Monday 16 February 2015

Rise in ADHD among kids here

New MOH guidelines aim to help doctors diagnose and manage the condition more effectively
By Janice Tai, The Sunday Times, 15 Feb 2015

More children in Singapore are being diagnosed with attention deficit hyperactivity disorder (ADHD). And the Health Ministry (MOH) has come up with guidelines to help doctors better manage the condition.

Last year, 550 new child and adolescent patients were seen at the Institute of Mental Health's (IMH) Child Guidance Clinic, up from an average of 350 new cases treated in the early 2000s. In total, its doctors saw 1,802 young patients for ADHD last year.

The impact that the condition - characterised by hyperactivity, impulsiveness and inattention - has on academic and social performance is increasingly being recognised, said a spokesman for MOH.

For instance, the Singapore Burden of Disease Study in 2010 found that ADHD was the fourth highest contributor of disease burden, or the number of years lost to disease, in children aged 14 and below.

That is why the Academy of Medicine and MOH came up with a set of guidelines late last year to ensure that the condition is being diagnosed and treated accurately. It informs doctors on the assessments required before diagnosing ADHD, and about various medication and non-drug options.

Associate Professor Daniel Fung, chairman of IMH's medical board, said the guidelines enable doctors to discuss with teachers how to help students with ADHD in the classroom; and with parents on which treatment is best.

Prof Fung attributed the rise in ADHD cases to greater awareness among parents and teachers of the condition. ADHD results from an imbalance in brain chemistry, though its exact causes are unclear. Generally, such children suffer academically, as they cannot concentrate well, and have lower self-esteem. Others have poor relationships with peers. Prof Fung said only about a third of children recover completely. Another third learn to cope with ADHD while the rest get worse if the condition is not identified.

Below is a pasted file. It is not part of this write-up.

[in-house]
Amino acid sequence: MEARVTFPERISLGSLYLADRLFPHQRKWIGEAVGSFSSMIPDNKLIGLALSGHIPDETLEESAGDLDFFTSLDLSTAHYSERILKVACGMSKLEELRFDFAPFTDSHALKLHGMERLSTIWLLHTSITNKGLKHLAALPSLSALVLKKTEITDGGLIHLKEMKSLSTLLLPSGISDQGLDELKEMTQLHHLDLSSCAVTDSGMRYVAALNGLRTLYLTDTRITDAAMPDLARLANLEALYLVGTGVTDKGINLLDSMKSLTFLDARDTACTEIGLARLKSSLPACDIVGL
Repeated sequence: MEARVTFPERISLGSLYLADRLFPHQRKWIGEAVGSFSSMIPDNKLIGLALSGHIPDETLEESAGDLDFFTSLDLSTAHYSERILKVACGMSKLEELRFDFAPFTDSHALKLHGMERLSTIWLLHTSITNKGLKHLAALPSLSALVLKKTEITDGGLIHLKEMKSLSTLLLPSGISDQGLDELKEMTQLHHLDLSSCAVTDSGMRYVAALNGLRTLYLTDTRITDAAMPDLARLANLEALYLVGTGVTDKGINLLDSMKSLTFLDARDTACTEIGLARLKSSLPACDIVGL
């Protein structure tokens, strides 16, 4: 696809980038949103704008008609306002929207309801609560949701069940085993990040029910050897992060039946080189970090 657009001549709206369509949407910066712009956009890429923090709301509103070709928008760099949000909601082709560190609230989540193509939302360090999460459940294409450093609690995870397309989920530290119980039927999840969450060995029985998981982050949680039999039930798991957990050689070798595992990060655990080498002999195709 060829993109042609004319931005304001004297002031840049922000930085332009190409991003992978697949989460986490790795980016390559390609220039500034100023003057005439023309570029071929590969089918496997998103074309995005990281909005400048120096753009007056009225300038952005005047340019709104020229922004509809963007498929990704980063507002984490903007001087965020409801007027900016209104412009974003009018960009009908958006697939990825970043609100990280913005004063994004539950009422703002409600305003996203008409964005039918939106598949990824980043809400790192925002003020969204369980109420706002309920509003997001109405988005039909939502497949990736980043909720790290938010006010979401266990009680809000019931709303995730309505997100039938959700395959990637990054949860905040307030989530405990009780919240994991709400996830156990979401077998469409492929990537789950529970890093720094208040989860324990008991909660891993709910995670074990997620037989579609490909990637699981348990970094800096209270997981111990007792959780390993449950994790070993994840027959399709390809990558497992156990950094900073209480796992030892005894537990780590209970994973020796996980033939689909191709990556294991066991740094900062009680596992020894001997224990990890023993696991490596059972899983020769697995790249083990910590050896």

Doctors estimate that 3 to 5 per cent of children here have ADHD. This means that at least 1,500 children in every cohort have the condition, with two-thirds remaining undiagnosed.

IMH, together with other partners, initiated a community-based mental health-care service in 2007 to work with schools, voluntary welfare organisations and general practitioners to identify and help affected children early. Last year, the service was rolled out to cover all special education schools as well.

A clinical trial to train children with ADHD to be attentive will also be completed next year. It uses technology to measure a child's attention span by analysing brain waves.

Ms Pauline Tan, a mother of an eight-year-old who has ADHD, said it has been a tiring journey caring for her son Justin. Even as a baby, he was extraordinarily active and would refuse to sleep at night. When he entered school, he would walk around in class barefoot, singing, and was often bullied by classmates.

He was eventually referred for professional help in Primary 1 after he punched a classmate in the face after being provoked. Currently on medication, his behaviour has improved slightly.

"I hope there will be more awareness of the condition so that his teachers and friends won't simply label him as 'naughty'," said his 37-year-old mother, who works as a manager.

Adults' Group Therapy
By Janice Tai, The Sunday Times, 15 Feb 2015

Putting a bunch of adults with attention deficit hyperactivity disorder (ADHD) in a room together may sound like a bad idea to some, but it has actually worked wonders in getting them to sit still and focus.

"Meeting others who face similar challenges is fascinating and we can usually sit, listen and speak to one another for hours," said Ms Annelaure Vuillermoz, 37.

She facilitates the first support group here for adults with ADHD. It is run by Psalt Care, a charity that focuses on mental health and addiction issues. The group, made up of 20 adults in their late 20s to 50s started monthly meetings last year to share their experiences and come up with ways to help one another.

More adults with the condition are seeking help at the Institute of Mental Health. The facility saw 115 adults with ADHD last year, up from 63 in 2012. Many of them have had ADHD since childhood, said doctors. Some were diagnosed late.

Adults with ADHD are usually mentally restless and may have problems with attention and memory. One 30-year-old IT developer has switched jobs six times in the last five years because he gets bored quickly and cannot deliver work. "They often procrastinate or have difficulty organising themselves when tasked with routine work, but when their projects are challenging and require interaction, they may perform above expectations," said Ms Vuillermoz.

A young woman mustered the courage to quit her sales administrative job for an entrepreneurial one after realising that the others in the support group were facing similar issues of boredom, forgetfulness and anxiety when tasked with repetitive work.

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